Right now, Weinstein is counting on a set of lawsuits to bring serious issues to the fore. The question is whether those suits will go beyond individual cases of discrimination to prove an unconstitutional pattern within the armed forces.

Jane Lampman is a staff writer at the Christian Science Monitor.

© 2007 Independent Media Institute. All rights reserved.
View this story online at: http://www.alternet.org/story/65597/

NEW BUT SHOCKING LOW- OMG

Priests Protesting Torture at Fort Huachuca Jailed for Justice

by Bill Quigley

TUCSON, Arizona — October 17 — Louis Vitale, 75, a Franciscan priest, and Steve Kelly, 58, a Jesuit priest, were each sentenced today to five months in federal prison for attempting to deliver a letter opposing the teaching of torture at Fort Huachuca in Arizona. Both priests were taken directly into jail from the courtroom after sentencing.

1017 10Fort Huachuca is the headquarters of military intelligence in the U.S. and the place where military and civilian interrogators are taught how to extract information from prisoners. The priests attempted to deliver their letter to Major General Barbara Fast, commander of Fort Huachuca. Fast was previously the head of all military intelligence in Iraq during the atrocities of Abu Ghraib.

The priests were arrested while kneeling in prayer halfway up the driveway to Fort Huachuca in November 2006. Both priests were charged with trespass on a military base and resisting orders of an officer to stop.

In a pre-trial heating, the priests attempted to introduce evidence of torture, murder, and gross violations of human rights in Afghanistan, Abu Ghraib in Iraq, and at Guantanamo. The priests offered investigative reports from the FBI, the US Army, Amnesty International, Human Rights Watch, and Physicians for Social Responsibility documenting hundreds of incidents of human rights violations. Despite increasing evidence of the use of torture by U.S. forces sanctioned by President Bush and others, the federal court in Tucson refused to allow any evidence of torture, the legality of the invasion of Iraq, or international law to be a part of the trial.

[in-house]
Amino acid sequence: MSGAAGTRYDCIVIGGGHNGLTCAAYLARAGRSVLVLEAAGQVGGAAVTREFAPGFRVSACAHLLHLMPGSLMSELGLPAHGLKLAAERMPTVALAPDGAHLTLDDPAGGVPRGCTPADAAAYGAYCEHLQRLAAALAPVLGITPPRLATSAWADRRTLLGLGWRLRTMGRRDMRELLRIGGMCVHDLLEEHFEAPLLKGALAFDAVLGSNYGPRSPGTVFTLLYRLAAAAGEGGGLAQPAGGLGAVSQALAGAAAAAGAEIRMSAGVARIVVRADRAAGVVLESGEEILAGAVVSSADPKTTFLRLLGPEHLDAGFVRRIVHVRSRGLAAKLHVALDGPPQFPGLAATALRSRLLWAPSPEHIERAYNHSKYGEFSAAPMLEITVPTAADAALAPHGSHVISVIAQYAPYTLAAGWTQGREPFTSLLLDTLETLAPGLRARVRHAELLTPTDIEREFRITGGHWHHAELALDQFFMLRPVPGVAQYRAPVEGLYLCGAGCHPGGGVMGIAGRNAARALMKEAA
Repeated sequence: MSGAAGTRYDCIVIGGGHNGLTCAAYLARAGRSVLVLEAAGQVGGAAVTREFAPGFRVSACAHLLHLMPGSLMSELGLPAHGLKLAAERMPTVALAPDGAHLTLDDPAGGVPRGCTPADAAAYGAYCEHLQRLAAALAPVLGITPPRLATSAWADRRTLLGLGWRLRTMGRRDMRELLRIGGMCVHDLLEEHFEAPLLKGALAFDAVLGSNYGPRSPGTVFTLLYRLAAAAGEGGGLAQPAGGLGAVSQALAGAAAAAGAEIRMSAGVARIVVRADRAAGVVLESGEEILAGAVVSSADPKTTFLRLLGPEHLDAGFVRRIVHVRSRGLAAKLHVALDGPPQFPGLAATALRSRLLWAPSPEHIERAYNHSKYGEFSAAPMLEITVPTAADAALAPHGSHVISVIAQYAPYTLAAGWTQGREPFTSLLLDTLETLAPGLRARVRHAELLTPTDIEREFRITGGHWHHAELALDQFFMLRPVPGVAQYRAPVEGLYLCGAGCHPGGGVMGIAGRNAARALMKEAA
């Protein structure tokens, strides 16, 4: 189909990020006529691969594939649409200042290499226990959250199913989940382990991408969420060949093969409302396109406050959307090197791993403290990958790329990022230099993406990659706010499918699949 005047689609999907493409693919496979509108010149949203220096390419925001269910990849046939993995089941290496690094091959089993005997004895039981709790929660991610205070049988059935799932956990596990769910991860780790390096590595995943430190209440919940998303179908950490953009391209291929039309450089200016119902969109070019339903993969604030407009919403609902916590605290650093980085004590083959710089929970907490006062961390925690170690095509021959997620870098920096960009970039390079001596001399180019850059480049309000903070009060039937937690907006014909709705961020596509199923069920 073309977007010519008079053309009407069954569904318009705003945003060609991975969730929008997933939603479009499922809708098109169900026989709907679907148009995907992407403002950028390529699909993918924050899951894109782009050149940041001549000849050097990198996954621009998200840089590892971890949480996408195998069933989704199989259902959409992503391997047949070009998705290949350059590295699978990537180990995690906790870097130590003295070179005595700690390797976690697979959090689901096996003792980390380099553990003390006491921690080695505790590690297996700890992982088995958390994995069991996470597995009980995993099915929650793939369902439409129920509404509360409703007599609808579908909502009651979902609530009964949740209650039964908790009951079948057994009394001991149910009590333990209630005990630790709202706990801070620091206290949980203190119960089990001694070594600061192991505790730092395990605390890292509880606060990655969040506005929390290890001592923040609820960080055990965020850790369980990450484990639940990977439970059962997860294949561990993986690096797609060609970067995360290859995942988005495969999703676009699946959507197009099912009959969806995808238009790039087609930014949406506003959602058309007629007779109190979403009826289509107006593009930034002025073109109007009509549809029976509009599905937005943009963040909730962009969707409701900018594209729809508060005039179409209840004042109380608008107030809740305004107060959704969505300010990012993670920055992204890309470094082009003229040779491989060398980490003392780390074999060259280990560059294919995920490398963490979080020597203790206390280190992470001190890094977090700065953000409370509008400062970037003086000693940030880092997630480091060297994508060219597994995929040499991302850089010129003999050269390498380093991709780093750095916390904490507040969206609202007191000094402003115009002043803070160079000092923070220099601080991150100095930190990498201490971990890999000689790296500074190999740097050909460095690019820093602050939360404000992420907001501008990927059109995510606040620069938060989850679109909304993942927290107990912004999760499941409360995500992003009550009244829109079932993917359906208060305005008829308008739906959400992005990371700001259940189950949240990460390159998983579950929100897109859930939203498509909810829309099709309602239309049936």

Outside the courthouse, before the judge ordered them to prison, the priests explained their actions: “The real crime here has always been the teaching of torture at Fort Huachuca and the practice of torture around the world. We tried to deliver a letter asking that the teaching of torture be stopped and were arrested. We tried to put the evidence of torture on full and honest display in the courthouse and were denied. We were prepared to put on evidence about the widespread use of torture and human rights abuses committed during interrogations at Abu Ghraib and Guantanamo in Iraq and Afhganistan. This evidence was gathered by the military itself and by governmental and human rights investigations.”

Fr. Vitale, a longtime justice and peace activist in San Francisco and Nevada, said: “Because the court will not allow the truth of torture to be a part of our trial, we plead no contest. We are uninterested in a court hearing limited to who was walking where and how many steps it was to the gate. History will judge whether silencing the facts of torture is just or not. Far too many people have died because of our national silence about torture. Far too many of our young people in the military have been permanently damaged after following orders to torture and violate the human rights of other humans.”

Fr. Kelly, who walked to the gates of Guantanamo with the Catholic Worker group in December of 2005, concluded: “We will keep trying to stop the teaching and practice of torture whether we are sent to jail or out. We have done our part for now. Now it is up to every woman and man of conscience to do their part to stop the injustice of torture.”

The priests were prompted to protest by continuing revelations about the practice of torture by U.S. military and intelligence officers. The priests were also deeply concerned after learning of the suicide in Iraq of a young, devout female military interrogator in Iraq, Alyssa Peterson of Arizona, shortly after arriving in Iraq. Peterson was reported to be horrified by the mistreatment of Iraqi prisoners.

Investigation also revealed that Fort Huachuca was the source of infamous “torture manuals” distributed to hundreds of Latin American graduates of the U.S. Army School of Americas at Fort Benning, GA. Demonstrations against the teaching of torture at Fort Huachuca have been occurring for the past several years each November and are scheduled again for November 16 and 17 this year.

Bill is a human rights lawyer and law professor at Loyola University New Orleans. He served as counsel for Frs. Vitale and Kelly. You can reach Bill at Quigley@loyno.edu For more about their trial, see http://tortureontrial.org